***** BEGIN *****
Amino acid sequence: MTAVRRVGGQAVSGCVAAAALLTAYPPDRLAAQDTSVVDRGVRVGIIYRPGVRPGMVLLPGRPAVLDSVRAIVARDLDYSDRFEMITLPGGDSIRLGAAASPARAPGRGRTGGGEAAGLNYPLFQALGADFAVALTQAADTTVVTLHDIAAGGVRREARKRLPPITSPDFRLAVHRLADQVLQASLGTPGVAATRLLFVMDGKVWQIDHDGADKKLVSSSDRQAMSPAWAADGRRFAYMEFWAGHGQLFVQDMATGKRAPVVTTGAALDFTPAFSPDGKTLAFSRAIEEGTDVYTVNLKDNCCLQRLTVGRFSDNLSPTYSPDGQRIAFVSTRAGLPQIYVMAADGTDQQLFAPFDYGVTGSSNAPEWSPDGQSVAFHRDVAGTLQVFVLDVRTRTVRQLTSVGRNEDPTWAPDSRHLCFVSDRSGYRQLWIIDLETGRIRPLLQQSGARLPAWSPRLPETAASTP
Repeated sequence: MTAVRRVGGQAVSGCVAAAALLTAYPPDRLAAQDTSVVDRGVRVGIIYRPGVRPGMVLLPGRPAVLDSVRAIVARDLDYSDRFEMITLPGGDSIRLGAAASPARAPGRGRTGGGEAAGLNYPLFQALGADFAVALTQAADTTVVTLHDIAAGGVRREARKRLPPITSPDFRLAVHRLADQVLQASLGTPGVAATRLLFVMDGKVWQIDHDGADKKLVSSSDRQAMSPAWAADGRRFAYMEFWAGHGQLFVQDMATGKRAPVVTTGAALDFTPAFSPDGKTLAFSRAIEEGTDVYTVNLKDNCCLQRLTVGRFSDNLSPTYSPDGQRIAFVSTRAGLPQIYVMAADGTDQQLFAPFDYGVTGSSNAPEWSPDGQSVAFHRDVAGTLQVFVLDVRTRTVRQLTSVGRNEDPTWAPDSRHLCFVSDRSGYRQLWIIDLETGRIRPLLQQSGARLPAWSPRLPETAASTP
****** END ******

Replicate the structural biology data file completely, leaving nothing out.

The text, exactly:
Amino acid sequence: MTAVRRVGGQAVSGCVAAAALLTAYPPDRLAAQDTSVVDRGVRVGIIYRPGVRPGMVLLPGRPAVLDSVRAIVARDLDYSDRFEMITLPGGDSIRLGAAASPARAPGRGRTGGGEAAGLNYPLFQALGADFAVALTQAADTTVVTLHDIAAGGVRREARKRLPPITSPDFRLAVHRLADQVLQASLGTPGVAATRLLFVMDGKVWQIDHDGADKKLVSSSDRQAMSPAWAADGRRFAYMEFWAGHGQLFVQDMATGKRAPVVTTGAALDFTPAFSPDGKTLAFSRAIEEGTDVYTVNLKDNCCLQRLTVGRFSDNLSPTYSPDGQRIAFVSTRAGLPQIYVMAADGTDQQLFAPFDYGVTGSSNAPEWSPDGQSVAFHRDVAGTLQVFVLDVRTRTVRQLTSVGRNEDPTWAPDSRHLCFVSDRSGYRQLWIIDLETGRIRPLLQQSGARLPAWSPRLPETAASTP
Repeated sequence: MTAVRRVGGQAVSGCVAAAALLTAYPPDRLAAQDTSVVDRGVRVGIIYRPGVRPGMVLLPGRPAVLDSVRAIVARDLDYSDRFEMITLPGGDSIRLGAAASPARAPGRGRTGGGEAAGLNYPLFQALGADFAVALTQAADTTVVTLHDIAAGGVRREARKRLPPITSPDFRLAVHRLADQVLQASLGTPGVAATRLLFVMDGKVWQIDHDGADKKLVSSSDRQAMSPAWAADGRRFAYMEFWAGHGQLFVQDMATGKRAPVVTTGAALDFTPAFSPDGKTLAFSRAIEEGTDVYTVNLKDNCCLQRLTVGRFSDNLSPTYSPDGQRIAFVSTRAGLPQIYVMAADGTDQQLFAPFDYGVTGSSNAPEWSPDGQSVAFHRDVAGTLQVFVLDVRTRTVRQLTSVGRNEDPTWAPDSRHLCFVSDRSGYRQLWIIDLETGRIRPLLQQSGARLPAWSPRLPETAASTP